To avoid infection, keep in mind that their head needs protection. Keep them comfortable as well by maintaining a 65–72°F environment.
11. Lionhead Goldfish (20 gallons for each)
Similar to common goldfish, the lionhead goldfish is a calm freshwater fish. They were bred to resemble Chinese guardian lions and are mainly red and orange in color.
Lionheads’ size ranges from 5 to 8 inches. They are omnivores who feed well on plant matter and meaty flakes or pellets.
12. Black Moor Goldfish (20 gallons for each)
The black moor goldfish is one of the most well-liked species of goldfish. They are known for their telescopic eyes and black scales. The more black their scales are, the higher their perceived quality is.
This goldfish is peaceful and easy to care for. Their average length is 6-8 inches.
How Many Goldfish Should Be Kept Together in a Tank?
Before you put your goldfish in a tank, you must learn the best size for them. How many gallons do goldfish need? Let’s take a look.
- 10 Gallon Tank – An ideal tank size for 1 goldfish is 10 gallons. Common goldfish are great for this size.
- 20 Gallon Tank – you can keep 1 or 2 goldfish in a 20 gallon tank, as long as they don’t grow way more than a few inches.
- 30 Gallon Tank – you can typically keep 3–4 goldfish in a tank of 30-35 gallons. Again, this varies according to fish size and water filtering system.
- 50 Gallon Tank – keeping in mind the factors that affect the right number of gallons for a goldfish, most 50-gallon tanks can house 3-5 medium-sized goldfish.
- 160 Gallon Tank – 120 to 160-gallon tanks are ideal for 6-8 goldfish. Maintenance is more than necessary because more fish means more waste.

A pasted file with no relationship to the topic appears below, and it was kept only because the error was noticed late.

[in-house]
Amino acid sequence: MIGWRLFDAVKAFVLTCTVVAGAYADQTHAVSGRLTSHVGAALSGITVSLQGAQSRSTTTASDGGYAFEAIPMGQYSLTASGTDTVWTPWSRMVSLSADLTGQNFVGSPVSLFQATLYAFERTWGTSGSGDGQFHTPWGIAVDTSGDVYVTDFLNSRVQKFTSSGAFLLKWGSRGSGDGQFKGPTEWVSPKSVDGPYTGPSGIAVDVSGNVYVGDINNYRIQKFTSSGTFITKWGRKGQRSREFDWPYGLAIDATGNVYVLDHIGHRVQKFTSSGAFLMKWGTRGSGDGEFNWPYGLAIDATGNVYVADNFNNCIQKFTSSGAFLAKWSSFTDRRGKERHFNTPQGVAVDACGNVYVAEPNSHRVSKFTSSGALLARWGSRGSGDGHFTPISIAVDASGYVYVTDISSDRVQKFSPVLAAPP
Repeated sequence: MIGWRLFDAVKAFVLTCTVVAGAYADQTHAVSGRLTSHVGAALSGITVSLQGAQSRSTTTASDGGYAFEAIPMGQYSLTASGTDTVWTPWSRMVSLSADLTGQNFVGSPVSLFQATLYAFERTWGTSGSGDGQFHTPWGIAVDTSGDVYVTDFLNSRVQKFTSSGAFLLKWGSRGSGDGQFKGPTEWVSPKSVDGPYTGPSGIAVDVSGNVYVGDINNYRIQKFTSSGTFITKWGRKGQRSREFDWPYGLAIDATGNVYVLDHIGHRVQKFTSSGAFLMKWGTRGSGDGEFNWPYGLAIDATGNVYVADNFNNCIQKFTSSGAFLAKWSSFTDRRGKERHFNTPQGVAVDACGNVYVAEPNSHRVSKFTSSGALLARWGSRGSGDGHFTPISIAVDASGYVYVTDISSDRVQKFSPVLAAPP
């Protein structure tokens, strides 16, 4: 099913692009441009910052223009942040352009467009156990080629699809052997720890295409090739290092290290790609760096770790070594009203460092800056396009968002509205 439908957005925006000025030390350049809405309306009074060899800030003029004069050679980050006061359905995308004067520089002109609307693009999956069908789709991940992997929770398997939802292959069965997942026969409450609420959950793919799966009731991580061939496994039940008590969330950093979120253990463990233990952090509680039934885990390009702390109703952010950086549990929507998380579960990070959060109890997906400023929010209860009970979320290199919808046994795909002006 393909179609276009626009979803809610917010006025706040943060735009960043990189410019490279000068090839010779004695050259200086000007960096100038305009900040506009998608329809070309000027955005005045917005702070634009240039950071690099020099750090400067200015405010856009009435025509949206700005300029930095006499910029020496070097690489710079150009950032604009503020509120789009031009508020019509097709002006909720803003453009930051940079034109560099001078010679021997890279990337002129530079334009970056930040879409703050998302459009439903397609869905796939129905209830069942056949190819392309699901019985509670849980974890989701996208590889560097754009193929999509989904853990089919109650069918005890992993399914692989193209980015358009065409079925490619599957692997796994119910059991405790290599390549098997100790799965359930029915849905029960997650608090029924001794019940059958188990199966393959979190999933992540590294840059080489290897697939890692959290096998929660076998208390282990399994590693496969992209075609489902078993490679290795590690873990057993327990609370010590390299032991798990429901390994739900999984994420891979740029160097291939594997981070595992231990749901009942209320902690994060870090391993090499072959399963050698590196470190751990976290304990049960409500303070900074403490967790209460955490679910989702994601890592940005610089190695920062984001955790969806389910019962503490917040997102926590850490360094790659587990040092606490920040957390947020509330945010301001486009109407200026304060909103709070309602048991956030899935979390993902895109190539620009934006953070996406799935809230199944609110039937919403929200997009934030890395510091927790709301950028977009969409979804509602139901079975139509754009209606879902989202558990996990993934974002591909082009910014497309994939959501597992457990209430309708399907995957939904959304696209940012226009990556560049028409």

As a general rule of thumb, the number of gallons per goldfish will always depend on fish size and breed, filtration, tank decorations, and surface area (where gas exchange takes place).
Number of goldfish per gallon for a pond
Taking into account the setup, filtration, plus the amount of goldfish and their breed, a minimum depth of 3 feet is necessary to prevent freezing, and the water body must have a big surface area to improve gaseous exchange inside.
A pond’s capacity affects its water quality, so the volume of water is just as crucial as space. A small amount of water will lead to quick nitrogenous waste contamination.
Importance of choosing the right size for a goldfish tank
If you want your goldfish to grow well and live a long, healthy and happy life, you must choose the right tank size. Like any fish, they need enough space to freely swim and have fun as much as they want.
Factors that affect goldfish population
Competition for food and minerals, the number of water pollutants, the environment, weather, and other factors may be limiting elements that have an impact on goldfish population.
Fish will stop spawning due to increased competition for food and nutrients, while an increase in population means they will likely produce more waste. The water will be polluted and will kill all the fish.
Frequently Asked Questions
What are the ideal tank mates for goldfish?
Some of the best companions for goldfish are zebra danios, cherry shrimp, platy, white cloud mountain minnows, and rosy barbs. Snails like mystery snails and Japanese trapdoor snails as well as other goldfish are great too.
Which fish should you not keep with your goldfish?
Bettas, mollies, cichlids, tetras, and common plecos won’t make nice tank mates for your goldfish. They can be aggressive or easily stressed to be with.
What is the best tank size for two goldfish?
A 20-gallon tank will provide the comfort and space two average goldfish need. However they can benefit even more from bigger tanks.
So, how many goldfish per gallon can you keep? Although it’s often advised to keep one inch of goldfish per gallon of water, you must make your calculations while taking into account the space, filtration, tank ornaments, and surface area and goldfish breed and size. Once you’ve got all that down, you’ll know how many fish you need.
A 20-gallon tank is ideal for one or two medium-sized goldfish, while a 160-gallon is best for 6 to 8 goldfish. More water means less maintenance (less waste accumulation). If you’re a newbie, single-tail fish or fantails are great for you.